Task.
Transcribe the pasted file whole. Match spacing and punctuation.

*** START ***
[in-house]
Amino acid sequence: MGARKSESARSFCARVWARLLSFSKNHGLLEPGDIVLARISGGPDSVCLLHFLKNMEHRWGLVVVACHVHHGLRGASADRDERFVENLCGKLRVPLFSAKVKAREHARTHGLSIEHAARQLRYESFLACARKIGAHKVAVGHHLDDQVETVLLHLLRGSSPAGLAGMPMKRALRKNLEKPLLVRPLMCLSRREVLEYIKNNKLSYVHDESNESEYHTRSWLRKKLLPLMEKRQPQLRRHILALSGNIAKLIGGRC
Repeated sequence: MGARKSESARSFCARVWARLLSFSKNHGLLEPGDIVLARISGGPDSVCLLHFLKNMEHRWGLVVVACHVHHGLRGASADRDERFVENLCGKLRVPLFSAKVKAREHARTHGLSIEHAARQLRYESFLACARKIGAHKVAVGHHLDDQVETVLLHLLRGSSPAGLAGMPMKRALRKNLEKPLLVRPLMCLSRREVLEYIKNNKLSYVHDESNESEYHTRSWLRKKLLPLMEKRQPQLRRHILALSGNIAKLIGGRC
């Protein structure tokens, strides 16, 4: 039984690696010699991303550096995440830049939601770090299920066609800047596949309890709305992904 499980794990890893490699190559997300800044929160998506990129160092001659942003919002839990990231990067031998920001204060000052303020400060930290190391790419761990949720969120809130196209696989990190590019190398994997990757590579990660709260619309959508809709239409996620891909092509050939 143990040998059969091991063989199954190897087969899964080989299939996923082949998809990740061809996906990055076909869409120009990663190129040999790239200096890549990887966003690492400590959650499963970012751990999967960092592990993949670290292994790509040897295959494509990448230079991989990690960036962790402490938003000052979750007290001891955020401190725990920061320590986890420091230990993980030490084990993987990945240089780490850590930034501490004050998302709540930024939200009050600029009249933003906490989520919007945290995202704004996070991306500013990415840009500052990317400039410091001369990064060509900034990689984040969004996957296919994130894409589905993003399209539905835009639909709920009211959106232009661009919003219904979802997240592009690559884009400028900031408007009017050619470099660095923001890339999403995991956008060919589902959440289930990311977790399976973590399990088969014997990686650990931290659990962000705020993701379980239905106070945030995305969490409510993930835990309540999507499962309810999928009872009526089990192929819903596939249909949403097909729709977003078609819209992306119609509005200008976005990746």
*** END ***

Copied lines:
[in-house]
Amino acid sequence: MGARKSESARSFCARVWARLLSFSKNHGLLEPGDIVLARISGGPDSVCLLHFLKNMEHRWGLVVVACHVHHGLRGASADRDERFVENLCGKLRVPLFSAKVKAREHARTHGLSIEHAARQLRYESFLACARKIGAHKVAVGHHLDDQVETVLLHLLRGSSPAGLAGMPMKRALRKNLEKPLLVRPLMCLSRREVLEYIKNNKLSYVHDESNESEYHTRSWLRKKLLPLMEKRQPQLRRHILALSGNIAKLIGGRC
Repeated sequence: MGARKSESARSFCARVWARLLSFSKNHGLLEPGDIVLARISGGPDSVCLLHFLKNMEHRWGLVVVACHVHHGLRGASADRDERFVENLCGKLRVPLFSAKVKAREHARTHGLSIEHAARQLRYESFLACARKIGAHKVAVGHHLDDQVETVLLHLLRGSSPAGLAGMPMKRALRKNLEKPLLVRPLMCLSRREVLEYIKNNKLSYVHDESNESEYHTRSWLRKKLLPLMEKRQPQLRRHILALSGNIAKLIGGRC
């Protein structure tokens, strides 16, 4: 039984690696010699991303550096995440830049939601770090299920066609800047596949309890709305992904 499980794990890893490699190559997300800044929160998506990129160092001659942003919002839990990231990067031998920001204060000052303020400060930290190391790419761990949720969120809130196209696989990190590019190398994997990757590579990660709260619309959508809709239409996620891909092509050939 143990040998059969091991063989199954190897087969899964080989299939996923082949998809990740061809996906990055076909869409120009990663190129040999790239200096890549990887966003690492400590959650499963970012751990999967960092592990993949670290292994790509040897295959494509990448230079991989990690960036962790402490938003000052979750007290001891955020401190725990920061320590986890420091230990993980030490084990993987990945240089780490850590930034501490004050998302709540930024939200009050600029009249933003906490989520919007945290995202704004996070991306500013990415840009500052990317400039410091001369990064060509900034990689984040969004996957296919994130894409589905993003399209539905835009639909709920009211959106232009661009919003219904979802997240592009690559884009400028900031408007009017050619470099660095923001890339999403995991956008060919589902959440289930990311977790399976973590399990088969014997990686650990931290659990962000705020993701379980239905106070945030995305969490409510993930835990309540999507499962309810999928009872009526089990192929819903596939249909949403097909729709977003078609819209992306119609509005200008976005990746």